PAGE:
Wouldn’t it be great if you set your thermostat to 70 and every inch of your home was exactly 70 degrees? Well that’s just wishful thinking, isn’t it?
Unfortunately, it’s nearly impossible to have the same exact temperature at every point in your home. But for some homes, the temperature swings can be huge and unbearable. We have seen extreme cases in which a temperature in a room on the first floor can be over 20 degrees different than a room on the second floor.
So why are there such wide temperature swings in different rooms?
There are a number of different reasons that temperatures vary throughout a home. Let’s look closer at a few of the most common:
The most common reason comes down to pure physics. Hot air rises, cool air falls. You’ll often find that in the summer, your rooms on upper floors are much hotter than the first floor or basement. This is because the hot air continues to climb and can get trapped upstairs. Likewise, in the winter you may find the upstairs to be warmer than the lower levels. Using fans to pull or push the air between levels can help alleviate this challenge.
Distance from the HVAC system.
The distance a room is from the system can have a big impact on temperature. As you get further and further from your HVAC system, there is air flow loss. Rooms at the furthest point may not be as warm or cool as the rooms much closer to the system. In some cases, the HVAC fan isn’t strong enough to drive forced air to the far reaches of the home. In some cases a power vent in the system can help your system reach the outlying rooms of your home.
Poor return air flow.
Many homes, especially larger homes, don’t have enough air returns. This doesn’t allow the cool and warm air to be recirculated through the system effectively and the system doesn’t run at peak performance. A qualified HVAC professional can help determine if limited return air is causing issues.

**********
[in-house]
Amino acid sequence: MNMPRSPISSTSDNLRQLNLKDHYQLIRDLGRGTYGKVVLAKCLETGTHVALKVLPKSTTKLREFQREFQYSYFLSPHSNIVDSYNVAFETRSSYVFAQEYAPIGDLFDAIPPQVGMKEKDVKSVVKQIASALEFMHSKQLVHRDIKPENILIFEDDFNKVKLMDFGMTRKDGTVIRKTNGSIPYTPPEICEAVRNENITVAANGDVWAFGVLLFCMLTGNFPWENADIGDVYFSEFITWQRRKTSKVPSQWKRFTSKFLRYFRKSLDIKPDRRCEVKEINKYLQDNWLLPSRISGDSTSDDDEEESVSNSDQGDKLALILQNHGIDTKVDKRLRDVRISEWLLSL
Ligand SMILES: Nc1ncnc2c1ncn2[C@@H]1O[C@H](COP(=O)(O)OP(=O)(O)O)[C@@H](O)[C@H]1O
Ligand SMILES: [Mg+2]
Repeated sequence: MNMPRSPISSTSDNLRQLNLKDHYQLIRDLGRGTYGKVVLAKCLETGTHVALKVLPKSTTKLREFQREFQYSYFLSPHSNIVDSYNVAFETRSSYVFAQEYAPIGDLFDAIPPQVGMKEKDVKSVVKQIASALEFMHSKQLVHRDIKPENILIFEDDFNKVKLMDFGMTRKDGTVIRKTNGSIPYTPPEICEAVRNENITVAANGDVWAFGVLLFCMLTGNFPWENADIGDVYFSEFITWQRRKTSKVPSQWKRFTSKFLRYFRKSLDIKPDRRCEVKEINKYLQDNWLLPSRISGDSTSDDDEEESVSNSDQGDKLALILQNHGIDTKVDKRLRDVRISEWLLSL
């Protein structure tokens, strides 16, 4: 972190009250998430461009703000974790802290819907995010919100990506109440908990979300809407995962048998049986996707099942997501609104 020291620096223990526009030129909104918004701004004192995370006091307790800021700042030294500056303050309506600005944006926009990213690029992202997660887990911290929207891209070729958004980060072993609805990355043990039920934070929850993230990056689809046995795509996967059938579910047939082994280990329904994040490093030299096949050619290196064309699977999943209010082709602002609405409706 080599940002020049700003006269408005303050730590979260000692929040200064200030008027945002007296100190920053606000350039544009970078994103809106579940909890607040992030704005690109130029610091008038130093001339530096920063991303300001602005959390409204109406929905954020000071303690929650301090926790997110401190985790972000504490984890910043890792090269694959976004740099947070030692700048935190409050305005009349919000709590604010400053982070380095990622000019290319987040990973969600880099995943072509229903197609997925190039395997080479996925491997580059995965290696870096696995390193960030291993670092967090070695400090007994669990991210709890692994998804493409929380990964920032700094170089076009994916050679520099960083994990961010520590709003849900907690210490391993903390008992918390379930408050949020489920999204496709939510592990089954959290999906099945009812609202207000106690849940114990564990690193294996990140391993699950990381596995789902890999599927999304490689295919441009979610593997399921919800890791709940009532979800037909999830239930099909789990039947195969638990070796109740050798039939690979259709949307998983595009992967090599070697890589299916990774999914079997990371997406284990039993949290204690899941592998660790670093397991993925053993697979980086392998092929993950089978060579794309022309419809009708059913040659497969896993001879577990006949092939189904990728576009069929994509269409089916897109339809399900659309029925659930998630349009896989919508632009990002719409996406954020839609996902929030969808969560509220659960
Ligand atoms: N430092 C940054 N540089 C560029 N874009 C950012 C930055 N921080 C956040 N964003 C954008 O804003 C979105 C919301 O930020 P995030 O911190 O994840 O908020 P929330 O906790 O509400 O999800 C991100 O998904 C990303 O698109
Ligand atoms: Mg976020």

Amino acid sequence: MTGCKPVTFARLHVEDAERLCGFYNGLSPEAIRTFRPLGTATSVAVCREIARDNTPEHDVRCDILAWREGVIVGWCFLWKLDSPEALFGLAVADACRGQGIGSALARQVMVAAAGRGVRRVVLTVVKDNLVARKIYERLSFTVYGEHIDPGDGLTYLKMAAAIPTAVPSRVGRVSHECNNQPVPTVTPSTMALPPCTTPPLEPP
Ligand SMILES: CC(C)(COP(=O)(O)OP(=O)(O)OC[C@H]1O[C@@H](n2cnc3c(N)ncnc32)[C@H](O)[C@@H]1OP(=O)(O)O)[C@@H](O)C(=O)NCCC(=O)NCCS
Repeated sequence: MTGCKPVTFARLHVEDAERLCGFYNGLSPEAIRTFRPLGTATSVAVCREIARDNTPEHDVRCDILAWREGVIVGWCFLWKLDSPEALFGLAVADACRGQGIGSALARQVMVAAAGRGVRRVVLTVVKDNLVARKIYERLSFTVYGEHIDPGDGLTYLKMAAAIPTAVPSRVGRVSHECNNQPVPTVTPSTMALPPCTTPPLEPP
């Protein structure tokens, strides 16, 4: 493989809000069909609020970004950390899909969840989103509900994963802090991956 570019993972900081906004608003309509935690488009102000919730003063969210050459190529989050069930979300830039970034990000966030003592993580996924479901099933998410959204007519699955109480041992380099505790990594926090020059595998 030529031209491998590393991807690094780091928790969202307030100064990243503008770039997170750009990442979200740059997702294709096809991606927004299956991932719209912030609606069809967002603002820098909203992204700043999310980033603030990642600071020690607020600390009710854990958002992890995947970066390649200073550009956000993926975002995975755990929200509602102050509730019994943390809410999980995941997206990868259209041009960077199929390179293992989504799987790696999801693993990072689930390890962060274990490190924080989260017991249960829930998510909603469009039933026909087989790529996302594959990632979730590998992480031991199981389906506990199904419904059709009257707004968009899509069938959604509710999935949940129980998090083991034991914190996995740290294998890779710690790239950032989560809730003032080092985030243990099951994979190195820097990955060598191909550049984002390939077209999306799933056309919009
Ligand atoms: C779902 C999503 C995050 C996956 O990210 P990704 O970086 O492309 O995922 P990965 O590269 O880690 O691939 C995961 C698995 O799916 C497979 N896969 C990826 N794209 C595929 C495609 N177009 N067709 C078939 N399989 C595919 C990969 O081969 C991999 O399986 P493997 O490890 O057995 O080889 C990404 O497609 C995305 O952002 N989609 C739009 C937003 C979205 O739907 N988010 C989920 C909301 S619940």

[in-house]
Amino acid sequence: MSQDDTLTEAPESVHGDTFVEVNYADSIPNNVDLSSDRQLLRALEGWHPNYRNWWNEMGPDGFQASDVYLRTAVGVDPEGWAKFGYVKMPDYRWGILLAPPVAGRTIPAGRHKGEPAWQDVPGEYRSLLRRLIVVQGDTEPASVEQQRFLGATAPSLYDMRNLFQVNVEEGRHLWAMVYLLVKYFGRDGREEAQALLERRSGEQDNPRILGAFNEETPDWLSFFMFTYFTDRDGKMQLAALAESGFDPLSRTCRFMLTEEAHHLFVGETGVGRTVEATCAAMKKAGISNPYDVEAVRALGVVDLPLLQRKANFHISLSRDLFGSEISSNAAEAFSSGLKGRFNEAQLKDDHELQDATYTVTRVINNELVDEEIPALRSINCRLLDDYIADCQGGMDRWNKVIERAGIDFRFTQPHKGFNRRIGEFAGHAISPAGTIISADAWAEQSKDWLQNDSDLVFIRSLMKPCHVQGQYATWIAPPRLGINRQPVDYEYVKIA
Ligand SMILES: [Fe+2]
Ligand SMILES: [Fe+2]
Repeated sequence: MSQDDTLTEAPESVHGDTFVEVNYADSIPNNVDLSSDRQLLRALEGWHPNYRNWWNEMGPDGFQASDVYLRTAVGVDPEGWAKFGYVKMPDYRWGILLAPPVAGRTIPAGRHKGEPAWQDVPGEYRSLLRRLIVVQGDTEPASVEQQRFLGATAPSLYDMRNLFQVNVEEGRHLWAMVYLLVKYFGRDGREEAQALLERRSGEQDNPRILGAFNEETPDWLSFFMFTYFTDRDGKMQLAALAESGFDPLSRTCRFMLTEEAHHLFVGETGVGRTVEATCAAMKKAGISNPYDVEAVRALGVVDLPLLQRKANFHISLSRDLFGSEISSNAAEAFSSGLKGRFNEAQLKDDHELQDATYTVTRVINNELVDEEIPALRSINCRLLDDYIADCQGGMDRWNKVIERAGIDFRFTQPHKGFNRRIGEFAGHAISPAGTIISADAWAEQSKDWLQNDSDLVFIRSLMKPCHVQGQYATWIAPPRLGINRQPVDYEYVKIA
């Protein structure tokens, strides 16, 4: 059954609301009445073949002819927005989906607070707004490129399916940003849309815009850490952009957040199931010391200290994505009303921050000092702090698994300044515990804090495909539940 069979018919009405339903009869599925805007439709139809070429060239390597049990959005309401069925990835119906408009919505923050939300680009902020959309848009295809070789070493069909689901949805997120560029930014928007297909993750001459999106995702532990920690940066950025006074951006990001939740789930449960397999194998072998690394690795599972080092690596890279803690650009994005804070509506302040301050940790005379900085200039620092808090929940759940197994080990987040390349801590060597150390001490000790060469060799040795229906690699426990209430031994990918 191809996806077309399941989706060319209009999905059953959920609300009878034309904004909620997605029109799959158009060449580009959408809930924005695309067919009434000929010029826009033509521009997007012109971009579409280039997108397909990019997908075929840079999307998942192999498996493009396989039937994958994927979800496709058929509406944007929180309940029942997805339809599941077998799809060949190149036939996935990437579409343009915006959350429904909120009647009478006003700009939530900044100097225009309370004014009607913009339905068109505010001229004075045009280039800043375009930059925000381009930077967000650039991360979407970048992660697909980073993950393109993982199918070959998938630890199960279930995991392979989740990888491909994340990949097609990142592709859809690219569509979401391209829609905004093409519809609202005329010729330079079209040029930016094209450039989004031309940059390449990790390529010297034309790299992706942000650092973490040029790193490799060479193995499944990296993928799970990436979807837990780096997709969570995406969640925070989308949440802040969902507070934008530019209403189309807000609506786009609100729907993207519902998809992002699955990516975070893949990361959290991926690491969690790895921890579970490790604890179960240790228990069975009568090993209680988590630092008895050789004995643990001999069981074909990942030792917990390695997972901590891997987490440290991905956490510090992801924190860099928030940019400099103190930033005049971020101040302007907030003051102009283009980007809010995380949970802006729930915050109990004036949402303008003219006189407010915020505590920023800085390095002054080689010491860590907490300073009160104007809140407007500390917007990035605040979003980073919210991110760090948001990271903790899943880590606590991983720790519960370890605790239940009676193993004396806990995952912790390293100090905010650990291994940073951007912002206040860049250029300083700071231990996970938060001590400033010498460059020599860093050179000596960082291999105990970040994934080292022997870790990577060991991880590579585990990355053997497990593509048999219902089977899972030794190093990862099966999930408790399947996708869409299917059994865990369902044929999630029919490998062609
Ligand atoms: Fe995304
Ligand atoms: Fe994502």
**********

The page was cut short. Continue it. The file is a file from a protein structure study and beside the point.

Wrong sized unit.
Bigger isn’t always better. If you have an HVAC system that is too large, it may shut off too quickly—not allowing the cool or warm air to reach all levels and all rooms. And, if the unit is too small it may not be able to keep up and warm and cool the entire home. Your HVAC contractor should be able to share recommendations on the proper sized unit based on the square footage of your home. Don’t just assume that a bigger unit is going to be better.
This one is a biggie. You may be sending your heating and cooling dollars right through drafty windows, poorly sealed doors, and under insulated walls and attics. If your home isn’t insulated properly then both heating and cooling will not stay within your home and you will waste a lot of energy. Consider having a home energy audit to identify areas in your home where you are losing energy and then consider making adjustments.
In some cases, we have found vents to be either closed, clogged, or not connected. Before you do anything else, check to make sure your vents are open. Then make sure there is a clear path for airflow. Make sure you’re not blocking vents with furniture and there is nothing clogged in them. In some cases we have even found that the vents are open, but the ductwork isn’t connected properly and all the cool and warm air was never making it to the vent.
Poor airflow. If you’re dealing with unbalanced heating and cooling, consider turning on fans throughout your home. This works in both the winter and summer. In the winter, using fans to push the warm air back down can make your home much more comfortable. In the summer, use fans to circulate the cooler air that pools on lower levels.
Looking for More Balanced Heating and Cooling?
Contact the HVAC experts at TJ’s Plumbing & Heating. Our trained HVAC experts will help you evaluate your home’s system, insulation, ductwork and more. In some cases we can identify simple fixes to solve your challenges. Whether it’s a big or small challenge, our team will work with you to identify the most cost-effective and efficient solution. Contact us today for a free consultation.